By Jean-Jacques Lecercle (auth.)

ISBN-10: 0230599958

ISBN-13: 9780230599956

ISBN-10: 0333714822

ISBN-13: 9780333714829

ISBN-10: 134950727X

ISBN-13: 9781349507276

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Example text

The answer is simple: buggery. The philosophical commentator 'fait un enfant dans le dos ason auteur'. He does not respect his intentions of meaning (for what they are worth), he is not content with respectfully expounding the solutions his author presents. He does not treat the work he comments on as a 'bofte de signifies', a collection of ready-made meanings, to be reassembled for ease of exposition. What he does is extract a problem from the text, a problem that does violence to the text, of which the author himself may not have been aware, but which enables us to understand how the text works (for 'it', being everywhere at work, is also at work in philosophical texts): he calls this 'reading a text intensively'.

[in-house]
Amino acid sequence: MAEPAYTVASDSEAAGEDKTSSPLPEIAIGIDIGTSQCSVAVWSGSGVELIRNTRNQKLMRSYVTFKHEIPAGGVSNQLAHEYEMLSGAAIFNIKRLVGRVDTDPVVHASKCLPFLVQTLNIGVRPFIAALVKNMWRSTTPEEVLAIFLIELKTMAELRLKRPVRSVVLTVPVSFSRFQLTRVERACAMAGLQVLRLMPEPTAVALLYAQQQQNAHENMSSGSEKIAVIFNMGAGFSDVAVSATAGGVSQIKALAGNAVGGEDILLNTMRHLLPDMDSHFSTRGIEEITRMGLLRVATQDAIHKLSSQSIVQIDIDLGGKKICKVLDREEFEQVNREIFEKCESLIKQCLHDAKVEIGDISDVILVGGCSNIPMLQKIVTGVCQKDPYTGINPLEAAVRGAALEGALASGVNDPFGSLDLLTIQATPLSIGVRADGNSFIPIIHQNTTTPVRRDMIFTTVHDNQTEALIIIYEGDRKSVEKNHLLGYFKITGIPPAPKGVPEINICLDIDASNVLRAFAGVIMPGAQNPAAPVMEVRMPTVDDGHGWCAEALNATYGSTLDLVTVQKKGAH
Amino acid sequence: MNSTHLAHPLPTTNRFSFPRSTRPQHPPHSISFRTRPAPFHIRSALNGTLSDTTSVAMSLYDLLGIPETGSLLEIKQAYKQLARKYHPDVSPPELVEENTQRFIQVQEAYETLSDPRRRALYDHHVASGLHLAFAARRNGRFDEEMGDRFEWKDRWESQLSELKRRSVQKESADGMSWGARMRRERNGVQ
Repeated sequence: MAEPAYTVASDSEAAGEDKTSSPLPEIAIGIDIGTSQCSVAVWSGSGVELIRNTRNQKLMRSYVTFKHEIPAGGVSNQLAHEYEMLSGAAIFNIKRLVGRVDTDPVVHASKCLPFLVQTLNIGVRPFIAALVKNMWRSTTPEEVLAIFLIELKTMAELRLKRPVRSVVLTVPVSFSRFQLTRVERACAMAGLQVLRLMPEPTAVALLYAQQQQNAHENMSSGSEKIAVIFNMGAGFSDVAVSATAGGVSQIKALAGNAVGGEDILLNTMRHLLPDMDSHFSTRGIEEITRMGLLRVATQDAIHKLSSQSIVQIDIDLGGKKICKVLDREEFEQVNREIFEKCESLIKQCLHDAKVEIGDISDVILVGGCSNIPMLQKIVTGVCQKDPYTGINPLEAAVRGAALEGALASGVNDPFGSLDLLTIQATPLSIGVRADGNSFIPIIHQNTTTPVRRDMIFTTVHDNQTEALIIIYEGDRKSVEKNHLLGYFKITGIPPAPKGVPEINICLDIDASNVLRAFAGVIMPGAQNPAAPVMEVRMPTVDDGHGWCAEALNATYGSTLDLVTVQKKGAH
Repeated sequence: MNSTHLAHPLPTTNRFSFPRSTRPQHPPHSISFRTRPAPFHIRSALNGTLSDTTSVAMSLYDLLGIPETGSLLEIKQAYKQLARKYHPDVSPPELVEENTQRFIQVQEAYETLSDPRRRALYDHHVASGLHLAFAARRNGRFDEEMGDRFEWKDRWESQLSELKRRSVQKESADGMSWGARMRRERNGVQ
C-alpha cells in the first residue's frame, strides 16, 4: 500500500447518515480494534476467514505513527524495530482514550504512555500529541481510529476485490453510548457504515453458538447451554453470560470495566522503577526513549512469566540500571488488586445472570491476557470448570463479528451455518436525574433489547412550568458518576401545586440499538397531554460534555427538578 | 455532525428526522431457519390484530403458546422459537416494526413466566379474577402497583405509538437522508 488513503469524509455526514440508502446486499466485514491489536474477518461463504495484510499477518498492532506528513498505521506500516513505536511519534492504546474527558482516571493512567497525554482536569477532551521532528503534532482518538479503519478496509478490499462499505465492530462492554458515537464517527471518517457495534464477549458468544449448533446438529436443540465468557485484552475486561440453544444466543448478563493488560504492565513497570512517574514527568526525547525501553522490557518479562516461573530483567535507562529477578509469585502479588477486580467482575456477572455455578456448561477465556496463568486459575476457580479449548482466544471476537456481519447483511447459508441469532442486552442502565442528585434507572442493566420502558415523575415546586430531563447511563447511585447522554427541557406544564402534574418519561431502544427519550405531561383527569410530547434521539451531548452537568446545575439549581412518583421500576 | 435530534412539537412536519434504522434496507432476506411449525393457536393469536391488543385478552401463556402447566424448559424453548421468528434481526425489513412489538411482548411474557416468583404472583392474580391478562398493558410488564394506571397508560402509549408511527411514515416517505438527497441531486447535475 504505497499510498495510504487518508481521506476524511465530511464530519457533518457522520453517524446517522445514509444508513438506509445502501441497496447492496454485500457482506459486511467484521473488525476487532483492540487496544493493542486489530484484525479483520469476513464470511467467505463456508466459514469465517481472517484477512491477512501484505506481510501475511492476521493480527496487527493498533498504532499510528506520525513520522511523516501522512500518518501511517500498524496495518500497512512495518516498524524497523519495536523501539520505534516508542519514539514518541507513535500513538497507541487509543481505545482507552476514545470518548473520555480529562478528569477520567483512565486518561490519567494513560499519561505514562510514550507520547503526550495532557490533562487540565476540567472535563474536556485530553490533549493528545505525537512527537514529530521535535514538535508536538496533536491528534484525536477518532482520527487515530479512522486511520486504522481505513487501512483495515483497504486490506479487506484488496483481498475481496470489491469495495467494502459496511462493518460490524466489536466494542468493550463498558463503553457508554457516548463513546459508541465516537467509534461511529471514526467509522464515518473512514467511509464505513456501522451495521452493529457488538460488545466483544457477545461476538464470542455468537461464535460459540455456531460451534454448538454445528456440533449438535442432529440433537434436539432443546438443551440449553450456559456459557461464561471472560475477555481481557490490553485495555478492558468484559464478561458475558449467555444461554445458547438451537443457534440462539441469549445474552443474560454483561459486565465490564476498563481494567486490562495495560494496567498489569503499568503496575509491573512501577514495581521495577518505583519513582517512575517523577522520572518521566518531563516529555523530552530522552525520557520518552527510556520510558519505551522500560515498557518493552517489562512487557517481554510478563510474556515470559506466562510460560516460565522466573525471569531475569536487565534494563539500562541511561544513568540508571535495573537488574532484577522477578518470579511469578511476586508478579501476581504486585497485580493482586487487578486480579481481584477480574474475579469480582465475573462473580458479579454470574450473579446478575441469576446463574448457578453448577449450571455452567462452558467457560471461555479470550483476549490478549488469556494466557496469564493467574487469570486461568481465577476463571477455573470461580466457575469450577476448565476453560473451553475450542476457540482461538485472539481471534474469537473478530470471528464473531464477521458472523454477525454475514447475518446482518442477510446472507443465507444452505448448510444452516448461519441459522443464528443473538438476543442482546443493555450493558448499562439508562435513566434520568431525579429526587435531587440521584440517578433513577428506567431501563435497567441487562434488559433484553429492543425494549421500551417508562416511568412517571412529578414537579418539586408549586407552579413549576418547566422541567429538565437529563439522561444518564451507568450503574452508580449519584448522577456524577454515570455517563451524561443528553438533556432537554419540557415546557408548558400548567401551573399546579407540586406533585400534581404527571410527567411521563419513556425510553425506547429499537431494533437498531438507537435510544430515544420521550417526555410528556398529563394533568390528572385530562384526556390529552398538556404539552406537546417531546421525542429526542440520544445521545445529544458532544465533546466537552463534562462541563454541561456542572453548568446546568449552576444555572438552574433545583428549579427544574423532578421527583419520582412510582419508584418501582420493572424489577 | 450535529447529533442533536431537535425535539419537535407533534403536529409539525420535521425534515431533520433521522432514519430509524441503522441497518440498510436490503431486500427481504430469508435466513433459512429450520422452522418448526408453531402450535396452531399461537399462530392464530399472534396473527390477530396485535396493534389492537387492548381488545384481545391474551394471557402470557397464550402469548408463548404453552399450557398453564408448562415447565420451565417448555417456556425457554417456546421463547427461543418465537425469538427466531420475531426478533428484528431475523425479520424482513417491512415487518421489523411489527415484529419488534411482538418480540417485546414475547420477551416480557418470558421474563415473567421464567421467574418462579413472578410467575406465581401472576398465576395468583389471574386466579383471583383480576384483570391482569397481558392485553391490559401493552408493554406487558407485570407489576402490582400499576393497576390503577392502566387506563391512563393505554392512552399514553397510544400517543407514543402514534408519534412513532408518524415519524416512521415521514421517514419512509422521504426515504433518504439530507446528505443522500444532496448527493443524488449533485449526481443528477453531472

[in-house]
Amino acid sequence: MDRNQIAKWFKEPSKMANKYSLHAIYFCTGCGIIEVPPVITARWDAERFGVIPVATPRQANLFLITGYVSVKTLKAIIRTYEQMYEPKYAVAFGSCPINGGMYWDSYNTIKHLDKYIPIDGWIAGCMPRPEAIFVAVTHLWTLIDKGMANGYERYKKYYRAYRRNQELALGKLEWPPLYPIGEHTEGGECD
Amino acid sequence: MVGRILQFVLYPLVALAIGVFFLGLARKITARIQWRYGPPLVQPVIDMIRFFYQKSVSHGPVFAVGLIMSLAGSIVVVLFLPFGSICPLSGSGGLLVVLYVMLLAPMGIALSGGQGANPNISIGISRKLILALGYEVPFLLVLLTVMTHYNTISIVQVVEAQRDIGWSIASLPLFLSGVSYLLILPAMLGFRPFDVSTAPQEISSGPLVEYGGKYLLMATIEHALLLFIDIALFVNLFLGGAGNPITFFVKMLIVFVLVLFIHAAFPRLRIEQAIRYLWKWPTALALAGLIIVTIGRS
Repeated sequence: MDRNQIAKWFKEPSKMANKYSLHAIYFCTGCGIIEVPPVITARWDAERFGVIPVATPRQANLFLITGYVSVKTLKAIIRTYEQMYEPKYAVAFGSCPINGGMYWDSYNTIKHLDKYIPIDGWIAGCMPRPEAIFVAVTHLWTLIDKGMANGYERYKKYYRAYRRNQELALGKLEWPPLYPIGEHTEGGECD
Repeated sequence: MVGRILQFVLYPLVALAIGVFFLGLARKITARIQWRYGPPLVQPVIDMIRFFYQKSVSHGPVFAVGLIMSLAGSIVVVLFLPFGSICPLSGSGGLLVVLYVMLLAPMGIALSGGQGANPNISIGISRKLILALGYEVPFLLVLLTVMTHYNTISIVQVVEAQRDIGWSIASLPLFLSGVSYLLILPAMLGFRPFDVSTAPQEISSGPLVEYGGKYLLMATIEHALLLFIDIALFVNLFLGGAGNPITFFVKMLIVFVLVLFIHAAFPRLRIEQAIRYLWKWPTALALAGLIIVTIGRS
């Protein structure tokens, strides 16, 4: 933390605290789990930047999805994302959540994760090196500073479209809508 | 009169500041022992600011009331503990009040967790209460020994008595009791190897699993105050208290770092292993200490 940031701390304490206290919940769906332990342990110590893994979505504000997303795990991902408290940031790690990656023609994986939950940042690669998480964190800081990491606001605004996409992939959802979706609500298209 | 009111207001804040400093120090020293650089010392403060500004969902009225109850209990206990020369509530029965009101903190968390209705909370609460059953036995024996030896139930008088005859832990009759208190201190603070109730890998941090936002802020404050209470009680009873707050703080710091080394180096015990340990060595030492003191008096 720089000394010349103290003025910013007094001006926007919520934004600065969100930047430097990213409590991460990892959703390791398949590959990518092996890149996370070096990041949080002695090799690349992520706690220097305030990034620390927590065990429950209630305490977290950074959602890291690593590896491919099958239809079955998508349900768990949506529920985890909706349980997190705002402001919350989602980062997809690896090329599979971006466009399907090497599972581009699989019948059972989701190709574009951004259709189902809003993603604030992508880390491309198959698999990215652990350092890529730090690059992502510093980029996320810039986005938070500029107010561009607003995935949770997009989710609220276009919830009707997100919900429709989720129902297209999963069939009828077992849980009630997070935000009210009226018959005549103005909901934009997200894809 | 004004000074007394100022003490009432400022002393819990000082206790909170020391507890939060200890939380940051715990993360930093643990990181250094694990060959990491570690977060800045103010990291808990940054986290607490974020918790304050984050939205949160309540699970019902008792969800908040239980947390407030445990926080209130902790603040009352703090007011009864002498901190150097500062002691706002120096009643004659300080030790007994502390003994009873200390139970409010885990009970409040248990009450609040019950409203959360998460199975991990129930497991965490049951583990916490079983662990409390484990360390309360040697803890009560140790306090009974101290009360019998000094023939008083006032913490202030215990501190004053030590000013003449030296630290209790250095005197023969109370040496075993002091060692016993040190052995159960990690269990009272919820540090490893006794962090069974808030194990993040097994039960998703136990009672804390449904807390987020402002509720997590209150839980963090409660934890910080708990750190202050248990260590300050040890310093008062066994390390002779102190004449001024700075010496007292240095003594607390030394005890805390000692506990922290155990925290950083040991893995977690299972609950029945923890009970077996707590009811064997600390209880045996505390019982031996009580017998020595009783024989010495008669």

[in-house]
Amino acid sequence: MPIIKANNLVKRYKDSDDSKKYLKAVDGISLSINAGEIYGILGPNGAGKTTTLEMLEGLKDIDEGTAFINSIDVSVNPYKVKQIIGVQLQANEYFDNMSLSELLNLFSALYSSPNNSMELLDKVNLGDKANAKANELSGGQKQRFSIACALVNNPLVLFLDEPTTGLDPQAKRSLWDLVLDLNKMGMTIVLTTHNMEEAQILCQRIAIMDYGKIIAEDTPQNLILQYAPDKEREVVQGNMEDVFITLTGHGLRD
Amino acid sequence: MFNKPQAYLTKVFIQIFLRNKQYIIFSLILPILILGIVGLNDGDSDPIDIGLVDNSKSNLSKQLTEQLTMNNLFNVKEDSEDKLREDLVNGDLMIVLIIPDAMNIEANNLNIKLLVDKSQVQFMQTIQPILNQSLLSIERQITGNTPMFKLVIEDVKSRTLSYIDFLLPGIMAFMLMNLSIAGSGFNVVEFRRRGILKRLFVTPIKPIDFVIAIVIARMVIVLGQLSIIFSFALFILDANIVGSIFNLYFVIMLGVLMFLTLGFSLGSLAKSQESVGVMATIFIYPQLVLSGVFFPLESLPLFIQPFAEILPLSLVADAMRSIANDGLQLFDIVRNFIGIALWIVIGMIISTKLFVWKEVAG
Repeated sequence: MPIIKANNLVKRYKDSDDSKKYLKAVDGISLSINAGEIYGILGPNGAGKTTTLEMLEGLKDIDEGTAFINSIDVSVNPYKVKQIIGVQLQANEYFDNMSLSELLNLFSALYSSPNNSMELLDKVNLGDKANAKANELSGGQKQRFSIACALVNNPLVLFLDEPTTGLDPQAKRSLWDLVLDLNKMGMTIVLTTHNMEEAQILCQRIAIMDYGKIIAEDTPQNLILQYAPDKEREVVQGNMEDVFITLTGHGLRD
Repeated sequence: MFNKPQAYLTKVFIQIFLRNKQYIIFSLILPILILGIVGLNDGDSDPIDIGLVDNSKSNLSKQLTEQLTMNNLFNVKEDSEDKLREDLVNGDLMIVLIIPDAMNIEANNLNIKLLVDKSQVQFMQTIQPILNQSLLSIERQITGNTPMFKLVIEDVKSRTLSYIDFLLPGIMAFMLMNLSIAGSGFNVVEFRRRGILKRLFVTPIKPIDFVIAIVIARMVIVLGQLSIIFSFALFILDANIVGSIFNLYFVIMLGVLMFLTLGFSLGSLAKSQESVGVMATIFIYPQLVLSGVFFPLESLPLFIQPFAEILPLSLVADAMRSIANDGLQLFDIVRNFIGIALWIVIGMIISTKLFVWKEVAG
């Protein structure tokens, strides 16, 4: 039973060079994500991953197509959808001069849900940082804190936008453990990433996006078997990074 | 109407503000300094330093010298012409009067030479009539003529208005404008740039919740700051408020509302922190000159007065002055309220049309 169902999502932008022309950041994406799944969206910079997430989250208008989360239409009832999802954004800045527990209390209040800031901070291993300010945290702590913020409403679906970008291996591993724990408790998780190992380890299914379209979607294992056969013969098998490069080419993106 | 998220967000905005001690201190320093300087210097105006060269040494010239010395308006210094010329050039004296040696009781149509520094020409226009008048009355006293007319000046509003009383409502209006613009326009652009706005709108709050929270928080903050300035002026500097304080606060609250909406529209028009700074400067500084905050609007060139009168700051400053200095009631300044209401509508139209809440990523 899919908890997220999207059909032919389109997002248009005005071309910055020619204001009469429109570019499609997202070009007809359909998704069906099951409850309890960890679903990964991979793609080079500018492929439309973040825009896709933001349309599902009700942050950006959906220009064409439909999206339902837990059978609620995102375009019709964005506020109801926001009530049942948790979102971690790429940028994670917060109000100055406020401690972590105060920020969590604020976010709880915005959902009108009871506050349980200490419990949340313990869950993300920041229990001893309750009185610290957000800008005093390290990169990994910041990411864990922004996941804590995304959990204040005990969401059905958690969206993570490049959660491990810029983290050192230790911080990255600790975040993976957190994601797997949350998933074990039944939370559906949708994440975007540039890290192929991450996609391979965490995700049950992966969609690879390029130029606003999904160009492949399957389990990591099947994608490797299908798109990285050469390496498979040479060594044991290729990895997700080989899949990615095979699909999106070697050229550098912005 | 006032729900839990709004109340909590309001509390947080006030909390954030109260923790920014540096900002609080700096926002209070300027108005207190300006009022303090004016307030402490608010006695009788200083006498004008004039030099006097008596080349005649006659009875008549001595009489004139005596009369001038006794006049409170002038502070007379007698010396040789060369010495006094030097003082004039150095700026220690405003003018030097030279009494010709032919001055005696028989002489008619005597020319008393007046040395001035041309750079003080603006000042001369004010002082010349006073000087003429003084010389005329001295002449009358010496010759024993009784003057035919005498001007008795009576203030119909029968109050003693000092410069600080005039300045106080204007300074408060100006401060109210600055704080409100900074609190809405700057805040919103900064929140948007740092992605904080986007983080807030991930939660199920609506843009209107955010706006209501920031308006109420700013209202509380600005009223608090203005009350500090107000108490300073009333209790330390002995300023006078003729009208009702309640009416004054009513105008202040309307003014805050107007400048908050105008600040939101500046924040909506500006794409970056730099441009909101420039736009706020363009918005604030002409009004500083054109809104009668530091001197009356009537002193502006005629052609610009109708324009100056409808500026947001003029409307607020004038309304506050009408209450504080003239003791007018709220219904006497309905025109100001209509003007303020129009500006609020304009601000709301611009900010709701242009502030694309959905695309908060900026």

Not ordinary faces, but faces as signs: the semiotics, or grammar, of faces ( for which he coins the concept of 'faciality', 'visageW''). The idea is venerable, from seventeenth-century treatises on types of faces, 56 nineteenth-century accounts of the facial expression of passions (I am thinking of course of Darwin 57), abundantly illustrated with pictures of variously contorted or grinning faces (the faces of mad people naturally provoked peculiar fascination- there is a fine series of visages de fous by the French painter Gericault), to the suggestion Chomsky once made that a strict grammar of faces, on the same basis as grammar proper, might be constructed.

In so doing it becomes part of a complex assemblage involving machines and technology, applied science, but also institutions, relations of production and rapports de force. In other words, it becomes an enonce. There is one aspect of the French word that the English 'utterance' loses, so that one is tempted to coin a linguistic monster, 'the enunciated': it is a past participle, which insists on the facticity of the enonce, on the fact that it is always-already formulated, and does not belong to the realms of the possible or the virtual.

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Deleuze and Language by Jean-Jacques Lecercle (auth.)

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